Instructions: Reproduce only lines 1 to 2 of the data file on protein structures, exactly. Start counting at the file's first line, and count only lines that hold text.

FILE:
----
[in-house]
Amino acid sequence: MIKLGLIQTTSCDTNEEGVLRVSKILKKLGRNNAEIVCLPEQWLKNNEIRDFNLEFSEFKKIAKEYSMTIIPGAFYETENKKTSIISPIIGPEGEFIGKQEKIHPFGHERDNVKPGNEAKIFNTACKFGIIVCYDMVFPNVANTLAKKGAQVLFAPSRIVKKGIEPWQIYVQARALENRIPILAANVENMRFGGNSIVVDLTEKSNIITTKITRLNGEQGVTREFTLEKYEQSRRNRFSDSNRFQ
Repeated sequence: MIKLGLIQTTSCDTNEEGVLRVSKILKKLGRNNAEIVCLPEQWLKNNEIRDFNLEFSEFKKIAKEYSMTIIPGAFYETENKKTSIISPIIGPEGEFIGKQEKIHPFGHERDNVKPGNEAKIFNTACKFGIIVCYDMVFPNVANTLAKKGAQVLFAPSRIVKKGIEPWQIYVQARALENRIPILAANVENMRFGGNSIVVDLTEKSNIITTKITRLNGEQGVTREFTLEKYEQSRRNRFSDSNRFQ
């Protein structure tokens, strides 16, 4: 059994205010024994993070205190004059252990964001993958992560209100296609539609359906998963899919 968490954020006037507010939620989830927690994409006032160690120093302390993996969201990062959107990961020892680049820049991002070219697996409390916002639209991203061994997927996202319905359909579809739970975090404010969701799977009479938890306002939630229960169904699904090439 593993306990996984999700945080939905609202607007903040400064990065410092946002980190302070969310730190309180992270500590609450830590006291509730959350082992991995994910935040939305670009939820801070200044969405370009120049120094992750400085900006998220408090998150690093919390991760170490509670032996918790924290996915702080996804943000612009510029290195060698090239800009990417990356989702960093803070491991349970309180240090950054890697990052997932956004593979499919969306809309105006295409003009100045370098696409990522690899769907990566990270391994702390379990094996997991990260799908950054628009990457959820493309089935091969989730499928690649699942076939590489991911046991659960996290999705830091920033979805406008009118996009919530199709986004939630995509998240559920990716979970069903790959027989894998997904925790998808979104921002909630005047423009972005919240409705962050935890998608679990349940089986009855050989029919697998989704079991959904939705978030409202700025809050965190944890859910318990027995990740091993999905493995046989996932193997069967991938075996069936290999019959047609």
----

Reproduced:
[in-house]
Amino acid sequence: MIKLGLIQTTSCDTNEEGVLRVSKILKKLGRNNAEIVCLPEQWLKNNEIRDFNLEFSEFKKIAKEYSMTIIPGAFYETENKKTSIISPIIGPEGEFIGKQEKIHPFGHERDNVKPGNEAKIFNTACKFGIIVCYDMVFPNVANTLAKKGAQVLFAPSRIVKKGIEPWQIYVQARALENRIPILAANVENMRFGGNSIVVDLTEKSNIITTKITRLNGEQGVTREFTLEKYEQSRRNRFSDSNRFQ